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The document was, no doubt, used by the Dutch resistance during the Second World War. Overall, the Dutch resistance was less violent than in other European countries and focused primarily on hiding and sheltering fugitives, sabotaging telephone lines, publishing underground newspapers and counterfeiting money. However, after the famous January strike of 1941 and the April-May strike of 1943, the Dutch resistance became more violent. In the course of the war, houses, bridges and railroad tracks were blown up.

 

Many of the weapons and explosives used by the resistance were dropped by allied aircrafts. However, the Dutch also made their own explosives, often under the guidance of an expert or with the help of a detailed manual such as this one. The Dutch resistance seems to have favoured ‘trotyl’ (TNT). But the explosive described in the present document was different and apparently more powerful, similar to Miedziankit, which was widely used in the First World War.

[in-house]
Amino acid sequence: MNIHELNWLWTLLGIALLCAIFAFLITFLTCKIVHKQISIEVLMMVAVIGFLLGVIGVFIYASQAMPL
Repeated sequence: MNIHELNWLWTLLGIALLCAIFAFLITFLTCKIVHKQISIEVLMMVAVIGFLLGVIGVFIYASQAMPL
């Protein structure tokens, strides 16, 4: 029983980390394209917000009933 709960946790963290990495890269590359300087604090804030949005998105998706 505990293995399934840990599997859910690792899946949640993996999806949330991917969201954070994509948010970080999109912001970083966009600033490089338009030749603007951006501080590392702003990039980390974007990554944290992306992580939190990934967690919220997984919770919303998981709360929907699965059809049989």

It was composed of a fuse, a detonator and the explosive material, consisting of potassium chlorate (85%), sawdust (12%), and paraffin oil (5%). According to the document one kg was enough to make a house collapse, while 25 kg could destroy a bridge.

 

A rare survival.

DIY guide for making an explosive: Dutch resistance during WWII

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  • Samenstelling en fabricatie van explosief, krachtiger dan Trotyl. [Composition and manufacture of an explosive more powerful than TNT].

    [Netherlands, 1940s.]

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